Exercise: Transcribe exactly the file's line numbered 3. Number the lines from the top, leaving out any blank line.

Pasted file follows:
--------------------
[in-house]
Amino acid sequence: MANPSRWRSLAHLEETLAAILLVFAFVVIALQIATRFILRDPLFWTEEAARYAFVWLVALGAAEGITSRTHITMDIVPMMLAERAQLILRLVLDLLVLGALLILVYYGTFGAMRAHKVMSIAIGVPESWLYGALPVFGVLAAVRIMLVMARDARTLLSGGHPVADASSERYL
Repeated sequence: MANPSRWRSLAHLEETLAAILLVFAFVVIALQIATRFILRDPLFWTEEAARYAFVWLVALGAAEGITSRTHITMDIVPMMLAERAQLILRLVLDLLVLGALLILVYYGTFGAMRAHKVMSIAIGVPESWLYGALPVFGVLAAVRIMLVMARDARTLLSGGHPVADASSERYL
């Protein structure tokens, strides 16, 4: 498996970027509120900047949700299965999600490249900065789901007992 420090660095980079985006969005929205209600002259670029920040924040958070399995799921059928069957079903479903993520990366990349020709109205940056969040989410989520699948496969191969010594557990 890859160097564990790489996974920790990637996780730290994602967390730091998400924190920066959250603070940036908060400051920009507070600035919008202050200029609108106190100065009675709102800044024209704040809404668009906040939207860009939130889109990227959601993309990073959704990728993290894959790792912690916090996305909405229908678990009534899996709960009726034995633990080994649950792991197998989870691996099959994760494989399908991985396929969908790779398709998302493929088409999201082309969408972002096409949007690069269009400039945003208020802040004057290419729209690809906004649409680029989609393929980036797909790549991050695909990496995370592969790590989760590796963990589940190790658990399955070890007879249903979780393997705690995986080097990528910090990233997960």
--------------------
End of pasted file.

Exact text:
Repeated sequence: MANPSRWRSLAHLEETLAAILLVFAFVVIALQIATRFILRDPLFWTEEAARYAFVWLVALGAAEGITSRTHITMDIVPMMLAERAQLILRLVLDLLVLGALLILVYYGTFGAMRAHKVMSIAIGVPESWLYGALPVFGVLAAVRIMLVMARDARTLLSGGHPVADASSERYL